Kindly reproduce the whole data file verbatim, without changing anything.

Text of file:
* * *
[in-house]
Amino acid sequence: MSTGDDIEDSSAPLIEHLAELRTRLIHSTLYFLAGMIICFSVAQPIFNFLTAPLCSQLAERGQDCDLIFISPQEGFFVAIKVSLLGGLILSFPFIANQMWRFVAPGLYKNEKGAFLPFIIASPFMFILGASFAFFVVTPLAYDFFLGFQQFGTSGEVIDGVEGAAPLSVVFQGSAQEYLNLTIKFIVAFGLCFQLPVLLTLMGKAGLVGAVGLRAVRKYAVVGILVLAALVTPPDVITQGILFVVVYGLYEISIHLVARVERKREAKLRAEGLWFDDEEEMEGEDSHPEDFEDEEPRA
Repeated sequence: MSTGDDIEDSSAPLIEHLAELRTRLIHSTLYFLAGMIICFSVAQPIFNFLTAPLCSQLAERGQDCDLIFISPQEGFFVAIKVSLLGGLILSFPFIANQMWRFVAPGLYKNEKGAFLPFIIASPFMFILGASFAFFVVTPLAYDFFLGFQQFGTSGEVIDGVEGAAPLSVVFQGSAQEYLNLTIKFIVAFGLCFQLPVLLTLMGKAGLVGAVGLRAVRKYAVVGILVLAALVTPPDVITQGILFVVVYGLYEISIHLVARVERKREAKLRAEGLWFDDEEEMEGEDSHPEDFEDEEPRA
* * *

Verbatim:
[in-house]
Amino acid sequence: MSTGDDIEDSSAPLIEHLAELRTRLIHSTLYFLAGMIICFSVAQPIFNFLTAPLCSQLAERGQDCDLIFISPQEGFFVAIKVSLLGGLILSFPFIANQMWRFVAPGLYKNEKGAFLPFIIASPFMFILGASFAFFVVTPLAYDFFLGFQQFGTSGEVIDGVEGAAPLSVVFQGSAQEYLNLTIKFIVAFGLCFQLPVLLTLMGKAGLVGAVGLRAVRKYAVVGILVLAALVTPPDVITQGILFVVVYGLYEISIHLVARVERKREAKLRAEGLWFDDEEEMEGEDSHPEDFEDEEPRA
Repeated sequence: MSTGDDIEDSSAPLIEHLAELRTRLIHSTLYFLAGMIICFSVAQPIFNFLTAPLCSQLAERGQDCDLIFISPQEGFFVAIKVSLLGGLILSFPFIANQMWRFVAPGLYKNEKGAFLPFIIASPFMFILGASFAFFVVTPLAYDFFLGFQQFGTSGEVIDGVEGAAPLSVVFQGSAQEYLNLTIKFIVAFGLCFQLPVLLTLMGKAGLVGAVGLRAVRKYAVVGILVLAALVTPPDVITQGILFVVVYGLYEISIHLVARVERKREAKLRAEGLWFDDEEEMEGEDSHPEDFEDEEPRA